At the far end of the Apothecary’s Hall ( behind the baby scales, top left) is a small collection of boxes that once contained soaps.
The boxes are made of very strong card, and were often used for storage for things such as labels when the original contents had been used. I also remember seeing several similar boxes in an old DIY shop in Pontarddulais, containing screws and nails.
A couple of the boxes would have held Pears soap. This was created by Andrew Pears, a London based barber, around 1800, who had a sideline making cosmetic creams and powders. He noticed that many of his products were being used to counter the effects of existing cleansers; the fashion in high society was for very pale skin, as exposure to the sun indicated that you were a labourer. The pale skin was often achieved by using compounds containing arsenic or lead, which will eventually cause skin damage ( or worse).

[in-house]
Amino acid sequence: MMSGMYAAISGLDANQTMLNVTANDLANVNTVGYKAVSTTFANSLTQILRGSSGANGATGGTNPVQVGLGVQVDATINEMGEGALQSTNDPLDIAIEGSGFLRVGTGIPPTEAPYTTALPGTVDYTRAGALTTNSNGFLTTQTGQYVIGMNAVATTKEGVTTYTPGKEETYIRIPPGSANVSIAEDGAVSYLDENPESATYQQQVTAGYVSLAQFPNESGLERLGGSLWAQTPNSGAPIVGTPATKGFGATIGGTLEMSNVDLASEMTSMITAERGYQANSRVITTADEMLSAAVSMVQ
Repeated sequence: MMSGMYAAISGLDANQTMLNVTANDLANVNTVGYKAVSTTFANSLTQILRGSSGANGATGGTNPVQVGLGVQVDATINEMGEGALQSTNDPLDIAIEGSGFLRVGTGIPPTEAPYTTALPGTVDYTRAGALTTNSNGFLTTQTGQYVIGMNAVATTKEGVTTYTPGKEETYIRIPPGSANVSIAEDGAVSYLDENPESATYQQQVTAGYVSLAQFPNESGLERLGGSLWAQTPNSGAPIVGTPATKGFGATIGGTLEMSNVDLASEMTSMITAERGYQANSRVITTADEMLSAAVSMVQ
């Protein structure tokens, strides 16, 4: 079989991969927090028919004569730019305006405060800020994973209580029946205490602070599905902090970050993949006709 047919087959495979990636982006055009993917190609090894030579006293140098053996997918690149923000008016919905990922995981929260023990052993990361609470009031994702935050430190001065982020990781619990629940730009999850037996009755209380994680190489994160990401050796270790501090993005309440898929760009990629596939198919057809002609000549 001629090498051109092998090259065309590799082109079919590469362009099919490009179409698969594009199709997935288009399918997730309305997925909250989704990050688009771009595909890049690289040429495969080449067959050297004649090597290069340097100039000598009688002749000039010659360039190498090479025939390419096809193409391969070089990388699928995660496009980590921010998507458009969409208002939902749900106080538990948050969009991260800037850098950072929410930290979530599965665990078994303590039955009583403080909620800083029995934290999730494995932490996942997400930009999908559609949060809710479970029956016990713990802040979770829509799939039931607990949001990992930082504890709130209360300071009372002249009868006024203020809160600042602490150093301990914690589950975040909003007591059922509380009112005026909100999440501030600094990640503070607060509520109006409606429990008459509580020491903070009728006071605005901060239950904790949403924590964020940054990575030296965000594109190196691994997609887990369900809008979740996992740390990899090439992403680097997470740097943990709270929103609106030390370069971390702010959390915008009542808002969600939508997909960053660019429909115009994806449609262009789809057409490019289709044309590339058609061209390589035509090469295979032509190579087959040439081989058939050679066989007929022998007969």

His translucent, mildly scented soap, became very popular, and is still available, although now made abroad.
Amongst the many endorsements for Pears soap were the actress Lillie Langtry, and the Italian opera singer Adelina Patti, who had bought Craig y Nos Castle on the edge of the Brecon Beacons in the late 1800s.
Craig y Nos is now fully functioning as a hotel and events venue, although there is still ongoing restoration. I spent a couple of days there once, and was lucky enough to go on the historical guided tour on the morn of our departure. We thought it well worth negotiating a series of ladders for the view from the roof adjacent to the clock tower.
Here is Adelina Patti singing “No Place Like Home”